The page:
Migrants at Tijuana Crossing Stage Protest With Signs Asking Biden to 'Say Yes' to Asylum

Migrants staying in a camp stationed along the U.S.-Mexico border in Tijuana, Mexico, continued protesting on Wednesday to seek answers regarding the fate of asylum-seekers still waiting to be processed at border entry points.

Photos taken near California's San Ysidro Port of Entry throughout March showed migrants gathering with pleas written on signs and spelled out in messages printed on T-shirts.

In some of the photos taken this week, migrants can be seen wearing white T-shirts emblazoned with President Joe Biden's 2020 presidential campaign logo at the top, with the message, "Please let us in!" printed beneath. Other recent photos show migrants carrying signs with a wide array of messages, ranging from "ayúdenos" ("help us") to "sí al asilo" ("yes to asylum").

Migrants hailing from a handful of countries—including Nicaragua, Haiti and Honduras—gathered again Wednesday to give voice to their message for Biden, according to The San Diego Union-Tribune.

"We're only asking for a clear, concrete response—what will happen to us?" one woman told the paper. She added a request for U.S. officials to send "an organization or U.S. authority" to represent migrants as they continue their campaigns for legal entry.

Migrants San Ysidro border crossing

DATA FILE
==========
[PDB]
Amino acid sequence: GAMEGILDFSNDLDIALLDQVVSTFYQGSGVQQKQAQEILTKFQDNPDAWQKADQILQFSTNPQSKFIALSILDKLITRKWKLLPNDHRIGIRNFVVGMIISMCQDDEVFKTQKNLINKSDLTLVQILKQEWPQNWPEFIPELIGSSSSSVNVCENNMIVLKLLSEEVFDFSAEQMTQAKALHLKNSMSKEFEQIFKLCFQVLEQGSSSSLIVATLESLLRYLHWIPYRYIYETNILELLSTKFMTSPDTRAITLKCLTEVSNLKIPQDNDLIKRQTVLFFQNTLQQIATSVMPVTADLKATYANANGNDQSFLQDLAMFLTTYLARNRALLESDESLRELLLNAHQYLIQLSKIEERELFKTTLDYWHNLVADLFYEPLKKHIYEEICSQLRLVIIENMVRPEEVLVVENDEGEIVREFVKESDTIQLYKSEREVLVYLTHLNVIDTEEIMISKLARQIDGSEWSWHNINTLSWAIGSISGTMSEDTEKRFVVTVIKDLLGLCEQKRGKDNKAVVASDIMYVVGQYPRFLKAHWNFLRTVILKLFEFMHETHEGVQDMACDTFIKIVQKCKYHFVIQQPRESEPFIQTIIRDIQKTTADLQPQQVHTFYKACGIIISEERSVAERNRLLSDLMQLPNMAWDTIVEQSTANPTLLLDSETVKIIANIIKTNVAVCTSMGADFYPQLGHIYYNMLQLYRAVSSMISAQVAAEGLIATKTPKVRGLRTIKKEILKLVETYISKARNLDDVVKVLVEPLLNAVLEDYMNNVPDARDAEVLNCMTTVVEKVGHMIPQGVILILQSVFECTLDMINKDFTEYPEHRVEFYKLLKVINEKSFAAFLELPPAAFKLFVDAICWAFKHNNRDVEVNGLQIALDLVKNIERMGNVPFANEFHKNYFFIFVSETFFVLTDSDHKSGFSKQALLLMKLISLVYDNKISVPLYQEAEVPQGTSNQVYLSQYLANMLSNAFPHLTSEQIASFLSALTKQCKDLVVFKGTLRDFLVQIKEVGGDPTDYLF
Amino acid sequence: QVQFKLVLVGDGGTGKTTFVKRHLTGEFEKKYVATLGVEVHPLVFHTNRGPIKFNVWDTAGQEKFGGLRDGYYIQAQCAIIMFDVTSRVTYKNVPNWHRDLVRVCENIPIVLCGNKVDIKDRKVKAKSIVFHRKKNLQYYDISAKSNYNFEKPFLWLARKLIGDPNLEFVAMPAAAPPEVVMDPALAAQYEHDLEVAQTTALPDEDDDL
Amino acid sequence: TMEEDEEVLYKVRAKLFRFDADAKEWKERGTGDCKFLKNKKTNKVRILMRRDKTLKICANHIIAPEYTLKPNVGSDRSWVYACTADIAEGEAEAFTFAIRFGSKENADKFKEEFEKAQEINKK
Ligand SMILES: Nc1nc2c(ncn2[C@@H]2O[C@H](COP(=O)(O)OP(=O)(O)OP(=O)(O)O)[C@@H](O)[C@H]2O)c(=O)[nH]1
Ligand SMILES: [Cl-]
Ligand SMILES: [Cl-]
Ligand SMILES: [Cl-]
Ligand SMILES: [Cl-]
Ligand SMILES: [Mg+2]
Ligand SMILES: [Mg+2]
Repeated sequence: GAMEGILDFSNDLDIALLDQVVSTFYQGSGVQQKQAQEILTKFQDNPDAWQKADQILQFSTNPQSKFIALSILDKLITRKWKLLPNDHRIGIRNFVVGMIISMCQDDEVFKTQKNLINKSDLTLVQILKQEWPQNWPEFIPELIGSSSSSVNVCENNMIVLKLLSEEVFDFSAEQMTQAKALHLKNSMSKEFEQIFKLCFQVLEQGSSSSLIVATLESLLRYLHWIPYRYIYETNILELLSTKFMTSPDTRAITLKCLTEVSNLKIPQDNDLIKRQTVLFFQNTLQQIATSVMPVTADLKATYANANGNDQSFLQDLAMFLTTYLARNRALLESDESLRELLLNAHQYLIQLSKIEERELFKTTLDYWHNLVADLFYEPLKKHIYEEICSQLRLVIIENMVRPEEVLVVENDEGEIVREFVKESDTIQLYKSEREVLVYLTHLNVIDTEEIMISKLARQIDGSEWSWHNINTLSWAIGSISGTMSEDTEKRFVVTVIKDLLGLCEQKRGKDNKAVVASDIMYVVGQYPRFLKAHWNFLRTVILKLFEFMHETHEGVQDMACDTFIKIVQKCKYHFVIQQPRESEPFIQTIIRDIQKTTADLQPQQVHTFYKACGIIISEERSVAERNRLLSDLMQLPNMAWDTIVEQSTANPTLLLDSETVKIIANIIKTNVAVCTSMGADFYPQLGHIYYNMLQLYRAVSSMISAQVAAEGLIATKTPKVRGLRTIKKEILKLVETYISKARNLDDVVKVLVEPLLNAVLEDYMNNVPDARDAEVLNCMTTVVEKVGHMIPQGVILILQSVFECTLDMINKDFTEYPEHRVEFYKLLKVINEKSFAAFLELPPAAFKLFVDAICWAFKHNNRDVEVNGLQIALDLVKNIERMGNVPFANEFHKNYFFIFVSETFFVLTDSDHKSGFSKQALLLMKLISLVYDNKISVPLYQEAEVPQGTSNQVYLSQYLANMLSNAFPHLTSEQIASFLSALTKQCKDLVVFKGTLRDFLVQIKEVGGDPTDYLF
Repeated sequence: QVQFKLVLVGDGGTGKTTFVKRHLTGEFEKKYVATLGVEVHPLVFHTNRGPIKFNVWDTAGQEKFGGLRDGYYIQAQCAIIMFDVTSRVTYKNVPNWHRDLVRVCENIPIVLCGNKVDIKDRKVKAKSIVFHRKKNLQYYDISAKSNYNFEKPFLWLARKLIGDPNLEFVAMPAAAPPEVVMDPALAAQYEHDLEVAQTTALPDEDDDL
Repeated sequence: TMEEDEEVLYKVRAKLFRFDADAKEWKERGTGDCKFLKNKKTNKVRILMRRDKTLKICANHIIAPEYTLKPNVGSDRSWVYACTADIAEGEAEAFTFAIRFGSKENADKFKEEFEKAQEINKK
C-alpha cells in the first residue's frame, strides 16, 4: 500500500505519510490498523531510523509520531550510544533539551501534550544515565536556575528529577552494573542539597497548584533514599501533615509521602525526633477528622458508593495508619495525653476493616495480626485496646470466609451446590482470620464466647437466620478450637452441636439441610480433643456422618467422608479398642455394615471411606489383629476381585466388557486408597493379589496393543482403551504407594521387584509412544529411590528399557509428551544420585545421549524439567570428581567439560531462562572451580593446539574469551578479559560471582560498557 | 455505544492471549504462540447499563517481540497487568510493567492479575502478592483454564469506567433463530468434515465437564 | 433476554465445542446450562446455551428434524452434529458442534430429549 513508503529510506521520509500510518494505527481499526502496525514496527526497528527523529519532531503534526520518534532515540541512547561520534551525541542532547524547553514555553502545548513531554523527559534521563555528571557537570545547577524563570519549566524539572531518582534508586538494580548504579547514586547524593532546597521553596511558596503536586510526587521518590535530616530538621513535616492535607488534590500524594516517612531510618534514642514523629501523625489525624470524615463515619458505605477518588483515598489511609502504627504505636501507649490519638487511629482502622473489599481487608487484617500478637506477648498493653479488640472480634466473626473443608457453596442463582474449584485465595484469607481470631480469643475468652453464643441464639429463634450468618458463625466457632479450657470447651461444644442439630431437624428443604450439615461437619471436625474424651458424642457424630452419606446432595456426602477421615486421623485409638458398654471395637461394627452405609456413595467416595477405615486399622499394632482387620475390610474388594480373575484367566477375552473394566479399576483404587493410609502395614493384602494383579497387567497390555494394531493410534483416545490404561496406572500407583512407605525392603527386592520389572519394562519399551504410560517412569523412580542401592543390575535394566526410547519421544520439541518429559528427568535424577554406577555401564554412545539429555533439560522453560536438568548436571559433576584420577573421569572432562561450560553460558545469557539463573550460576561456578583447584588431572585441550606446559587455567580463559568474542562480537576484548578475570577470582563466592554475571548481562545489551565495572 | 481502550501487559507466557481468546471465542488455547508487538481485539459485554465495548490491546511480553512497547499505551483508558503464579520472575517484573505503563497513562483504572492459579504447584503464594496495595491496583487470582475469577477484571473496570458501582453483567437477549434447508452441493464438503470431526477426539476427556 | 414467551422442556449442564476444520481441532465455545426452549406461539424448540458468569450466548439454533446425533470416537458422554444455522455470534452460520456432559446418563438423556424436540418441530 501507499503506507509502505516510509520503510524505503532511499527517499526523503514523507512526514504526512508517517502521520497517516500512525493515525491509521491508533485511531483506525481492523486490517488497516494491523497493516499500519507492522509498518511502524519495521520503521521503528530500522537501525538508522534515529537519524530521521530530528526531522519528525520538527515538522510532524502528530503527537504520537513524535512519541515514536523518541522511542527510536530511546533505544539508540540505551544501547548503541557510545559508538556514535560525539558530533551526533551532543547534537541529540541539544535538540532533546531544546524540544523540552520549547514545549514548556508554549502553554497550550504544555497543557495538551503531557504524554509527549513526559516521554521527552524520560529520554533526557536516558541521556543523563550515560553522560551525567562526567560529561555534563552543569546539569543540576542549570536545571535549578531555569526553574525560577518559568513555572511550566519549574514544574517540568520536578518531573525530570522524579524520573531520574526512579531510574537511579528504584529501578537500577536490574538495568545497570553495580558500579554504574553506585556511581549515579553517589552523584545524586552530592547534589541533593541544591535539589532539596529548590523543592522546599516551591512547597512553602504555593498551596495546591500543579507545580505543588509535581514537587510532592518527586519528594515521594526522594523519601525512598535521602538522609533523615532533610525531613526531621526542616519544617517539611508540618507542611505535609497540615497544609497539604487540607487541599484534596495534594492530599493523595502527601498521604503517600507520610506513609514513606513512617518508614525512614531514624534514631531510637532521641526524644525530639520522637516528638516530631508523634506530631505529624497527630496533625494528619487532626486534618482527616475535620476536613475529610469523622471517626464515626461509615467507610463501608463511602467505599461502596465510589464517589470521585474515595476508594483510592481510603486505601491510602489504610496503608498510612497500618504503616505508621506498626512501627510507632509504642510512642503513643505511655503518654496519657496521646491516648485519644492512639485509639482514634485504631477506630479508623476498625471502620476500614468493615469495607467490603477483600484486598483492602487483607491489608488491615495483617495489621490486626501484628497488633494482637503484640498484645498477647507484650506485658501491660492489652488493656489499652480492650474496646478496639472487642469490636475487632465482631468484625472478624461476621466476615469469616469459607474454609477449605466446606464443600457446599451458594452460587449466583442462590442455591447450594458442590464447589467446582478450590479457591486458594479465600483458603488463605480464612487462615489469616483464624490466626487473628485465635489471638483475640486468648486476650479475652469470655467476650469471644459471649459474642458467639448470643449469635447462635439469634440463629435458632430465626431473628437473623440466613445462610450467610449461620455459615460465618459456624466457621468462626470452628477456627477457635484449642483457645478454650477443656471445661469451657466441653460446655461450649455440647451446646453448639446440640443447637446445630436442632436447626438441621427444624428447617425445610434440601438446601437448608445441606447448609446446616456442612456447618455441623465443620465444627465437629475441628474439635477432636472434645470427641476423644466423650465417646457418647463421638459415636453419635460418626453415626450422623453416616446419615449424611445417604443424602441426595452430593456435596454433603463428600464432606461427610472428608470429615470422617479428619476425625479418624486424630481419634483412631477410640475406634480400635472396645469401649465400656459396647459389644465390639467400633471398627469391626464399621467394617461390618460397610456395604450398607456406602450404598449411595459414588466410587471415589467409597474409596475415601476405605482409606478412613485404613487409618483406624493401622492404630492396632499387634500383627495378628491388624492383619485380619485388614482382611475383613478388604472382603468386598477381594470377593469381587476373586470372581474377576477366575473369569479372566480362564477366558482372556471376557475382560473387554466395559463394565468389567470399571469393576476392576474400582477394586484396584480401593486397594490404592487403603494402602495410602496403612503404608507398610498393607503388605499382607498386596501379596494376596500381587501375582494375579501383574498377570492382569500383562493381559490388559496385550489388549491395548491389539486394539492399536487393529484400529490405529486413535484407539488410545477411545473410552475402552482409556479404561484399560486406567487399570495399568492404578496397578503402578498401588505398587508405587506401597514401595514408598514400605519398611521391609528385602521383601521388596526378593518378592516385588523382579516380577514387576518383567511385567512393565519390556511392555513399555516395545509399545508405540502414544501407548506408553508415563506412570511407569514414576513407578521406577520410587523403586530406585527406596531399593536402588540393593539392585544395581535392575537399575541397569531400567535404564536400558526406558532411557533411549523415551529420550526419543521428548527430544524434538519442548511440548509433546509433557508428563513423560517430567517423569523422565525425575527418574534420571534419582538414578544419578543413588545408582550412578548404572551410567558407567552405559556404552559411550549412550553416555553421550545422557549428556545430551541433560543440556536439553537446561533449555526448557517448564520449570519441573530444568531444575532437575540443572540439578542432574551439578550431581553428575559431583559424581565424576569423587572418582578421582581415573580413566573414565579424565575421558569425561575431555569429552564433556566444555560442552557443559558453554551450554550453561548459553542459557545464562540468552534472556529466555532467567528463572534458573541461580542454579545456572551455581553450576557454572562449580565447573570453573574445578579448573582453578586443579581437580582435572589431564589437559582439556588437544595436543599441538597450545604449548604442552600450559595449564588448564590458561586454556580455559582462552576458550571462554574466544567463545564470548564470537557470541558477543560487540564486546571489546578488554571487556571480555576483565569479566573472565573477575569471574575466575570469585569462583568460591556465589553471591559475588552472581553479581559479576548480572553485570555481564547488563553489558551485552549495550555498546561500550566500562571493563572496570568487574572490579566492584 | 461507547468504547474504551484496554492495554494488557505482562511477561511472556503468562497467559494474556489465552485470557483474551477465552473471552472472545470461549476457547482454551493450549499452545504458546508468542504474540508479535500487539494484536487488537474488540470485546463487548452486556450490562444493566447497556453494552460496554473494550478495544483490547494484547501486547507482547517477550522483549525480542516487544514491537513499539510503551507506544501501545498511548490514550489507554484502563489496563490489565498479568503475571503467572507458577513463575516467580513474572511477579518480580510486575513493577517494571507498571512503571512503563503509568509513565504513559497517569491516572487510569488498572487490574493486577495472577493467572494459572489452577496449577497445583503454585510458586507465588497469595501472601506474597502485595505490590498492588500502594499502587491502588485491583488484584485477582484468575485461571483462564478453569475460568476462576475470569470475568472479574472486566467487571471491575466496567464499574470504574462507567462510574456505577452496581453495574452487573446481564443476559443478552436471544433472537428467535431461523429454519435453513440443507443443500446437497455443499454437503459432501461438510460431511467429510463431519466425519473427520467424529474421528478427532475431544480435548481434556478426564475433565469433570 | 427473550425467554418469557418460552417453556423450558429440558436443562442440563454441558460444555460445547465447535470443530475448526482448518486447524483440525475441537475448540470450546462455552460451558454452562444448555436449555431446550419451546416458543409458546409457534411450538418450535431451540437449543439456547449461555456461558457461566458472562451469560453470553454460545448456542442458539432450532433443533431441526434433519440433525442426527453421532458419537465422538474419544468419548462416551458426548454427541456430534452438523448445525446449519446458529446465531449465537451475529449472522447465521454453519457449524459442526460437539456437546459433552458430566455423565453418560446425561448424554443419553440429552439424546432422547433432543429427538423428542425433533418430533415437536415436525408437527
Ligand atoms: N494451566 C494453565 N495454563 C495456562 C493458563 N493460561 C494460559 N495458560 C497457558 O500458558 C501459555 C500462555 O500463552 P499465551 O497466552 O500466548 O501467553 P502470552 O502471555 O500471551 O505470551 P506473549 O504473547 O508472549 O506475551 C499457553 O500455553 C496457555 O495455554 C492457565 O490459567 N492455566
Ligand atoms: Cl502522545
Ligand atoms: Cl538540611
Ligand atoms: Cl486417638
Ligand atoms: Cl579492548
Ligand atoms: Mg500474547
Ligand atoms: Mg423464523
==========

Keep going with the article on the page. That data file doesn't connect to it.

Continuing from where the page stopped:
Migrants and asylum seekers demonstrate at the San Ysidro Port of Entry asking U.S. authorities to allow them to start their migration process in Tijuana, Baja California state, Mexico, on March 23, 2021. GUILLERMO ARIAS/AFP via Getty Images

Two months after his inauguration, Biden has come under fire for his administration's handling of the surge of migrants at the U.S.-Mexico border. Thousands of migrants were prevented from entering the U.S. under former President Donald Trump's "Remain in Mexico" policy, which Biden rescinded shortly after taking office.

But many conservative politicians have argued that the friendlier messaging on immigration that came from Biden throughout his presidential campaign led migrants to believe they would be welcomed into the country swiftly after Biden was sworn in as president.

Some border city mayors have expressed frustration with the limited resources they have at their disposal for handling upticks in migrant arrivals within their communities, and one Arizona mayor, Chris Riggs of Gila Bend, recently declared a state of emergency in response to the latest surge.

In Tijuana, local officials announced their intentions this week to create a fence intended to contain the hundreds of migrants waiting at the San Ysidro Port of Entry. An estimated 1,500 migrants are waiting at that camp alone, according to The Border Report.

One migrant waiting in Tijuana for the green light to cross the border described the camp to the Associated Press last week as a "center for disinformation."

Frustrations are mounting along the border and in Washington, D.C. as migrants and politicians seek clarity on what the Biden administration's short-term and long-term immigration policies will be.

On Wednesday, Biden announced that Vice President Kamala Harris will lead the administration's immigration response moving forward.

Newsweek reached out to the San Ysidro Port of Entry and the Department of Health and Human Services for comment.